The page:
A new Saudi-owned channel, MBC Egypt, is set to begin broadcasting in November, primarily focusing on entertainment specifically tailored to millions of viewers in Egypt.
MBC’s media spokesperson in Egypt, Medhat Hassan, says a celebration will be held on 16 October to mark the launch of the channel, and to announce the schedule of programs and TV stars involved.
Meanwhile, Hassan makes it clear that unlike its regional sister channel, Al Arabiya, MBC Egypt is based on a solely entertainment proposition.
“MBC Egypt’s message is to focus primarily on entertainment of the Egyptian people. The channel has no political ideology, and is very keen to steer away from politics,” he says.
Observers argue that Arab audiences’ media preferences have become widely affected by the wave of revolutions across the region, with a mounting interest in politics — which translates into higher viewership rates for political news.
Media expert Yasser Abdel Aziz tells Egypt Independent that studies conducted by the Arab States Broadcasting Union before the revolutions in the Arab world showed that Arab viewers who watched political news constituted just 7 percent of total viewership rates.
But the EuroMedia 2011 report about media and the Arab Spring shows that TV viewership, especially for political news, witnessed a huge peak. In the first quarter of 2011, viewership of Al Jazeera and Al Arabiya increased, with viewers tuning to the two channels “en masse.”
“Indeed the two Arabic news channels almost doubled their viewing figures in February,” the report says.
It is not traditional, observers argue, for channels to focus too much on entertainment while the general public’s interests are shifting toward politics. They say it can be read as a way to serve a political agenda.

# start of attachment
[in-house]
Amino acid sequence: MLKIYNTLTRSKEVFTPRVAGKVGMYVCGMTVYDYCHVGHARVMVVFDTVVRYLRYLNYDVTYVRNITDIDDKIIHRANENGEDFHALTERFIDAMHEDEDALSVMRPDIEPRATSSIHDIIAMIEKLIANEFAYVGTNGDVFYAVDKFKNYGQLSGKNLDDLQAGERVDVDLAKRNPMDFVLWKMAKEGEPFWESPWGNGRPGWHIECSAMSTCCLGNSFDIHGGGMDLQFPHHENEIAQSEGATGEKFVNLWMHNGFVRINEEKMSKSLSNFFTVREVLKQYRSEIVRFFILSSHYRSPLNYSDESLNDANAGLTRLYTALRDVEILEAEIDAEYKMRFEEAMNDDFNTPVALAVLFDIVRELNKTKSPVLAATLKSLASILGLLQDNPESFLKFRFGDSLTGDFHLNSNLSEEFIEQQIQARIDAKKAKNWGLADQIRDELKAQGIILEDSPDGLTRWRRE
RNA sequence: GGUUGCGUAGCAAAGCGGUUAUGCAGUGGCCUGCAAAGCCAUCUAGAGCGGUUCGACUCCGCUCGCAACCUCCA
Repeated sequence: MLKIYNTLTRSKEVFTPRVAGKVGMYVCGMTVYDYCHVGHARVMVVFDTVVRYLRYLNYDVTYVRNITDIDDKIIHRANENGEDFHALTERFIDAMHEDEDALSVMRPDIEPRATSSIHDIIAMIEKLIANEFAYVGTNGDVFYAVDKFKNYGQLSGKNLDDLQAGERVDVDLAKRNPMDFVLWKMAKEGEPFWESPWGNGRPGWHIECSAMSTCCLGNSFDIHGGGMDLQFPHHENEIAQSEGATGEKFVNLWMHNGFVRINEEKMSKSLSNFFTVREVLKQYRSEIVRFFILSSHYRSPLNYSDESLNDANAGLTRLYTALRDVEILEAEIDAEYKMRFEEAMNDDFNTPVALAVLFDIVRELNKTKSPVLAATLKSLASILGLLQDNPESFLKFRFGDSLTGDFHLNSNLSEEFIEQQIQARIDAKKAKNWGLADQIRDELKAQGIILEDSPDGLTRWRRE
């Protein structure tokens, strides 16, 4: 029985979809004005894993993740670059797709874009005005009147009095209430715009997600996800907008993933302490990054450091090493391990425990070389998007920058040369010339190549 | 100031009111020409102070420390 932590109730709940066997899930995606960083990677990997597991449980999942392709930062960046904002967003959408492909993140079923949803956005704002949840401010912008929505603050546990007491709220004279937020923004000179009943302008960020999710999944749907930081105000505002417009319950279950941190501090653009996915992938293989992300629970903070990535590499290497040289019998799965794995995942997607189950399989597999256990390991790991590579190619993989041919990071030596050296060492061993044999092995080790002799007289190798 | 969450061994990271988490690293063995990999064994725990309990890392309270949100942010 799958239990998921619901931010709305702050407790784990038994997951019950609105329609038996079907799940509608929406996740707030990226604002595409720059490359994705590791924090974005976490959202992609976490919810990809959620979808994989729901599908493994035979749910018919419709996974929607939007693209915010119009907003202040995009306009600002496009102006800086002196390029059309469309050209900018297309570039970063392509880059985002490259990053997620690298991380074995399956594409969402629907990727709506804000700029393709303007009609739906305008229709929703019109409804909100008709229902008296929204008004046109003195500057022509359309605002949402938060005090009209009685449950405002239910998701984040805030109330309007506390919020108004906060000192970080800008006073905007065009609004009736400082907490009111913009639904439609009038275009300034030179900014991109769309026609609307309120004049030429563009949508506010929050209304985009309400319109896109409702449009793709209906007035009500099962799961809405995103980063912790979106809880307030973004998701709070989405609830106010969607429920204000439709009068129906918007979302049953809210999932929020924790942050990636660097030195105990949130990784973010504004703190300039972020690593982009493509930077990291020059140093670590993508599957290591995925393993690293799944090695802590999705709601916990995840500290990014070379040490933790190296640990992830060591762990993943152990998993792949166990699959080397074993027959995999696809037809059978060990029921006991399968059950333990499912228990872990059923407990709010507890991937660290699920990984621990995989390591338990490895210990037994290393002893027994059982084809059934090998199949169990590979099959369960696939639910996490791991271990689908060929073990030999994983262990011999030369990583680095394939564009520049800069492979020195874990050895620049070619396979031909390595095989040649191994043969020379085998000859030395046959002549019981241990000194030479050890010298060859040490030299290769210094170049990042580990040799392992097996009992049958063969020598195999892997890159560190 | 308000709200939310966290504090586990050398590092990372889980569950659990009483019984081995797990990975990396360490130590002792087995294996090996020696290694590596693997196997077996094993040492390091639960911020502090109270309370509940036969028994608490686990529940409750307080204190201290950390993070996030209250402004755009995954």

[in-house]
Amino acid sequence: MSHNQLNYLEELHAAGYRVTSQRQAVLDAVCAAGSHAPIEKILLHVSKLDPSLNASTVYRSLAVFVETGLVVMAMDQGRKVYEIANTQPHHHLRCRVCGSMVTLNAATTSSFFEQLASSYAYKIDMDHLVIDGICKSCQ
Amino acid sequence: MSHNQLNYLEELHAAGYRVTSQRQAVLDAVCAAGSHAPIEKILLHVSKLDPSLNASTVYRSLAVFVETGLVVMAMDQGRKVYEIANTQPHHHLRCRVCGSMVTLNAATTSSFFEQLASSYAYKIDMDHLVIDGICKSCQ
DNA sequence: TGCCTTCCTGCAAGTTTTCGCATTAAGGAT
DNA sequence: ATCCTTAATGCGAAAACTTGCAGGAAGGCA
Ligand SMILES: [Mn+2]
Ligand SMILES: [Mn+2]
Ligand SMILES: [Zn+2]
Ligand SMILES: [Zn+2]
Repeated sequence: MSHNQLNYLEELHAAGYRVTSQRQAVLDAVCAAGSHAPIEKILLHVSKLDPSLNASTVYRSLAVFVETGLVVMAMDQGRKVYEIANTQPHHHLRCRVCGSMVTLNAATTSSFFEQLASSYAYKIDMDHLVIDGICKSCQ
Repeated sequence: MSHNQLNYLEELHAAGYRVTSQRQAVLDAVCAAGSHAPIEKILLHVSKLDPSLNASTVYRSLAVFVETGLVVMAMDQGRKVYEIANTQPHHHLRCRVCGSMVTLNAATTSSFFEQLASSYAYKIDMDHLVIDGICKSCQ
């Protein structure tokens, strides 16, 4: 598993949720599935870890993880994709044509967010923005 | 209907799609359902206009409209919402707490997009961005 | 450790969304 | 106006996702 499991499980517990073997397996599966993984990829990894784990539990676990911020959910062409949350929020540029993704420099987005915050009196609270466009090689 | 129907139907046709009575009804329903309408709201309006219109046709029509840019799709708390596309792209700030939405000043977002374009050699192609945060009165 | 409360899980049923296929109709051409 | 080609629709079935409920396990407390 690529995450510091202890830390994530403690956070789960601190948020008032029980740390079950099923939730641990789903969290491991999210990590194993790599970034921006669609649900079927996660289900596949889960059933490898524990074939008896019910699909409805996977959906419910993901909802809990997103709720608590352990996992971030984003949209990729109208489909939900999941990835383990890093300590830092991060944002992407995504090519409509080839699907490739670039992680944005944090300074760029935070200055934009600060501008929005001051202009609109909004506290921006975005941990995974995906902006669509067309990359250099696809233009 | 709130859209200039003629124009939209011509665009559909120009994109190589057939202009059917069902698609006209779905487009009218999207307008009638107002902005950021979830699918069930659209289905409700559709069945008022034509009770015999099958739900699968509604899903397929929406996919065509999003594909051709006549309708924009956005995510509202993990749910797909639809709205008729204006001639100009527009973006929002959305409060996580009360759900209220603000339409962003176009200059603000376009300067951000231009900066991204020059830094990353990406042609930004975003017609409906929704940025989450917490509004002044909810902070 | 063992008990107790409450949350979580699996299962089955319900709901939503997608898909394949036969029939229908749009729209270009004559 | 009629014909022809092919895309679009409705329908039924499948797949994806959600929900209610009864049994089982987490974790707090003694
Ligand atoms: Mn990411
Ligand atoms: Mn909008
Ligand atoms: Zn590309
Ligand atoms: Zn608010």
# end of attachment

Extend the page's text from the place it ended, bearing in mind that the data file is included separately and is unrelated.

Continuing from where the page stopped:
Aziz argues that the country is undergoing a state of political openness that is greatly affecting regional politics, which attracts those affected to participate in the shaping of the Egyptian public opinion.
“Keeping the Egyptian audience fixated in front of the TV to watch entertainment could be intended to restructure the interests of the Egyptian audience,” Abdel Aziz says.
Toppled President Hosni Mubarak was often charged with sidelining politics from people’s public interests with a heavy amount of entertainment programming.
Meanwhile, MBC Egypt won’t be short of talk shows. These shows have been the forums for political talk on non-state TV channels, which are not allowed to run newscasts.
Hassan declines to mention which talk show hosts will appear on the new channel. But one of the most prominent anchors, Mona al-Shazly — former host of the renowned Al-Ashera Masa’an talk show, aired on the privately owned TV channel Dream — is said to have started negotiations for a show with MBC Egypt. Some media reports referred to the halt of these negotiations, but Shazly was not available for comment.
Launched in 1991, MBC is the first private Arab satellite channel, owned by Saudi businessman Waleed al-Ibrahim, brother-in-law of late Saudi King Fahd bin Abdel Aziz.
MBC’s major news channel, Al Arabiya — the second-largest Arabic news channel after Qatar’s Al Jazeera — is largely known for advancing a Saudi political agenda through its news coverage. A case in point is Egyptian media figure Hafez Al Mirazi, who had to give up his position at Al Arabiya for attempting to tackle Saudi internal politics on his daily show, “Studio al-Qahira.”
Right after the fall of Mubarak in February last year, Mirazi promised to analyze the political situation in Saudi Arabia in an episode of his program on Al Arabiya.
“In the new episode, we will discuss the effect of this [Mubarak ouster] on the situation inside Saudi Arabia. If [we manage to do this], Al Arabiya is an independent channel. If not, I say goodbye to you,” Mirazi told his audience on air one day after Mubarak’s ouster.